The tale seems ripe for tabloid exploitation: the fresh-faced blond elementary schoolteacher and mother of four just couldn't keep her hands off that year-old boy. Worse yet, Mary Kay Letourneau had become obsessed with the slight, Samoan teenager while he was still a student in her sixth-grade class--and he fathered two babies with her. Yet in the hands of true crime writer Gregg Olsen, If Loving You Is Wrong becomes a poignant profile of an emotionally stunted young woman tightly wound up in a web of lies too fragile to sustain the weight of her own compulsions.
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The facade the Letourneaus presented to the world was that of a devoted, upwardly mobile young couple. In reality Steve and Mary Kay were on the verge of financial and emotional bankruptcy. They married because she'd become pregnant and appearances were everything to Mary Kay's parents, ultra-conservative, family-values-promoting politician John Schmitz and his icy wife, Mary. We do not sell or rent your personal data to third parties.
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Data Security Our servers comply with ISO , a code of practice that focuses on protection of personal data in the cloud. But that rupture means that architecture becomes something imposed upon people. We are not meant to live in modern buildings; they are made for people who do not poop. In fact, everyday good architecture should not even be about the building , it should be about the people. Rather than being concerned to give people comfortable houses that fit in with their surroundings and suited the preferences of the residents, Gehry designed houses that screamed for attention and were fundamentally about themselves rather than about the people of the city he ostensibly cared about.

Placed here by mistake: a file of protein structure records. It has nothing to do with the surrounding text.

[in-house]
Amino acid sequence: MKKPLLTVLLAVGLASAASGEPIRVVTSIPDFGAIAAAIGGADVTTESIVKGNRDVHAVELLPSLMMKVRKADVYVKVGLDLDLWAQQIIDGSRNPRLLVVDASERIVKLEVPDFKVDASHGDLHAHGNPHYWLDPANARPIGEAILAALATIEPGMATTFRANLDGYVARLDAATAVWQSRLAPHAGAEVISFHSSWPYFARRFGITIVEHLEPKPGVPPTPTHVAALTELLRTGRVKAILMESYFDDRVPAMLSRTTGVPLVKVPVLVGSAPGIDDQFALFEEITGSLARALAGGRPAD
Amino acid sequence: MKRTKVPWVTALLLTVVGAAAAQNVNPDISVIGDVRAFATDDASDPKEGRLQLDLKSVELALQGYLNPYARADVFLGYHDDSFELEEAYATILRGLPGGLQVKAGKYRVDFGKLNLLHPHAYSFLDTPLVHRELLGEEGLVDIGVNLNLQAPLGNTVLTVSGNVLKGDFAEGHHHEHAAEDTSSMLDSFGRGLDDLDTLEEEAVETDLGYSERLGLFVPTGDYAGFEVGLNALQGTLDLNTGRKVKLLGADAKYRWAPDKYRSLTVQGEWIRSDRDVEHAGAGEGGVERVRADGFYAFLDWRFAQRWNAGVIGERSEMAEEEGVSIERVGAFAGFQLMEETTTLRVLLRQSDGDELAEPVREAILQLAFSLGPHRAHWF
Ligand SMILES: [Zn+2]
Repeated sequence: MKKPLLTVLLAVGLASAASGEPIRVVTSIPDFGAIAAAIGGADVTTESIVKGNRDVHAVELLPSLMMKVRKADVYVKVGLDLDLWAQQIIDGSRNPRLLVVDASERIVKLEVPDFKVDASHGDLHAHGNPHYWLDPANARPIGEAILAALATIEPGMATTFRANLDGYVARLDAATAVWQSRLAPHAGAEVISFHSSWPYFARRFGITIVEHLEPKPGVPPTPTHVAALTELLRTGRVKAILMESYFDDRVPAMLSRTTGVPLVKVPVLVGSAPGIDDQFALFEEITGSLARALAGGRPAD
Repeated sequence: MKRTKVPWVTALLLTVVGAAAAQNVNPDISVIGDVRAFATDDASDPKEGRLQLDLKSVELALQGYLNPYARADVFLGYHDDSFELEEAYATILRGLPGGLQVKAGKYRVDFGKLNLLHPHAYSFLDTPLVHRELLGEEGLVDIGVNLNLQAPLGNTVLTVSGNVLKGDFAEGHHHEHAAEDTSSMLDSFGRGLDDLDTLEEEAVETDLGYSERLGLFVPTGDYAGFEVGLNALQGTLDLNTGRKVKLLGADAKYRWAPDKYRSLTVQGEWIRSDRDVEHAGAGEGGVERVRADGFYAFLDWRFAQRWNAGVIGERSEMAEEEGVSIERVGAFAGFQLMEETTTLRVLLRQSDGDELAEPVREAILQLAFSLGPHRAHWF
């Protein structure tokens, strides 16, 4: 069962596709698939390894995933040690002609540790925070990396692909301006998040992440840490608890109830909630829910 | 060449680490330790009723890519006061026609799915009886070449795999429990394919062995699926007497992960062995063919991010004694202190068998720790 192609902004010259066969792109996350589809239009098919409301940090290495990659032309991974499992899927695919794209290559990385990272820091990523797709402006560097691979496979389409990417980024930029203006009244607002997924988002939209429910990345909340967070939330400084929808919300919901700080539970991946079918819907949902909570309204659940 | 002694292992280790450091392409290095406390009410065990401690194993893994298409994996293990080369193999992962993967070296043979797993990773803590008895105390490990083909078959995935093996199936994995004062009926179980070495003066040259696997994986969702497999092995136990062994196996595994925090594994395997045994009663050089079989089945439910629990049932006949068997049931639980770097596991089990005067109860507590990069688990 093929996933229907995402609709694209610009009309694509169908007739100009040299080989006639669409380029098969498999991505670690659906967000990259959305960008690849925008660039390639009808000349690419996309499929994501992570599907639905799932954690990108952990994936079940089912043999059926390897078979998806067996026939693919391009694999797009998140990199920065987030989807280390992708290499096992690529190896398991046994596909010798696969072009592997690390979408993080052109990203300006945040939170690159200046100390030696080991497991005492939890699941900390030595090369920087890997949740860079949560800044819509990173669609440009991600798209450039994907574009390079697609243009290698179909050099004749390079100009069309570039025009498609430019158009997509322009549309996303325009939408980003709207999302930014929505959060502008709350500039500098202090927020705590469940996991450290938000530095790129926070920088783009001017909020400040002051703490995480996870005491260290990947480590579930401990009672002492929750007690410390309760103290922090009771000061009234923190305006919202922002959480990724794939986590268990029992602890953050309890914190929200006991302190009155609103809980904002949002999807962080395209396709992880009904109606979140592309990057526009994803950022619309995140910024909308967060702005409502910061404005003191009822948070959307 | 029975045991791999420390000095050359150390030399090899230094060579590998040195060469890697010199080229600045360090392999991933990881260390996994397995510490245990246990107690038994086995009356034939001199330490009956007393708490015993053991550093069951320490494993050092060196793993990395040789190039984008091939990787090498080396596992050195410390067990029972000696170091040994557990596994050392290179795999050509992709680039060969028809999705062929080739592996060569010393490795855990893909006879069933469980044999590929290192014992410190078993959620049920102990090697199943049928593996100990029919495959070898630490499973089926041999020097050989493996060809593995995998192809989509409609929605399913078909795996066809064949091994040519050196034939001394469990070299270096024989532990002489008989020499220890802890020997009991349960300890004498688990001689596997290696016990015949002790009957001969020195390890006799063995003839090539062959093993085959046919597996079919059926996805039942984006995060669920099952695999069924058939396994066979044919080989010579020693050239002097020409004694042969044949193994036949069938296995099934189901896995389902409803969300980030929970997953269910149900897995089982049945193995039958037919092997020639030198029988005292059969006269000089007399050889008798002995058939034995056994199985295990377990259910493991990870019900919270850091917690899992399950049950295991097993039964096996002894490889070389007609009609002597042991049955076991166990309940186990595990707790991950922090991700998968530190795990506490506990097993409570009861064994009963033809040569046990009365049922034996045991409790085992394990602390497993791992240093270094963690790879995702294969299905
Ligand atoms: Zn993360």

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Like the streaker at the football game, the building parades in front of us with such vulgar shamelessness that no amount of willpower can peel our eyes away. This is partly a function of the free market approach to design and development, which sacrifices the possibility of ever again producing a place on the village or city level that has an impressive stylistic coherence.
Because decisions over what to build are left to the individual property owner, and rich people often have horrible taste and simply prefer things that are huge and imposing, all possibilities for creating another city with the distinctiveness of a Venice or Bruges are erased forever. Once upon a time, socialists liked to make beautiful things; the works of William Morris, John Ruskin, and Oscar Wilde are filled with both celebrations of classical aesthetics and pleas to liberate human beings from the miseries of economic deprivation. The core idea of leftism is that people should be free to flourish, in both body and mind, and they should thus be able to do so materially, spiritually, intellectually, and artistically.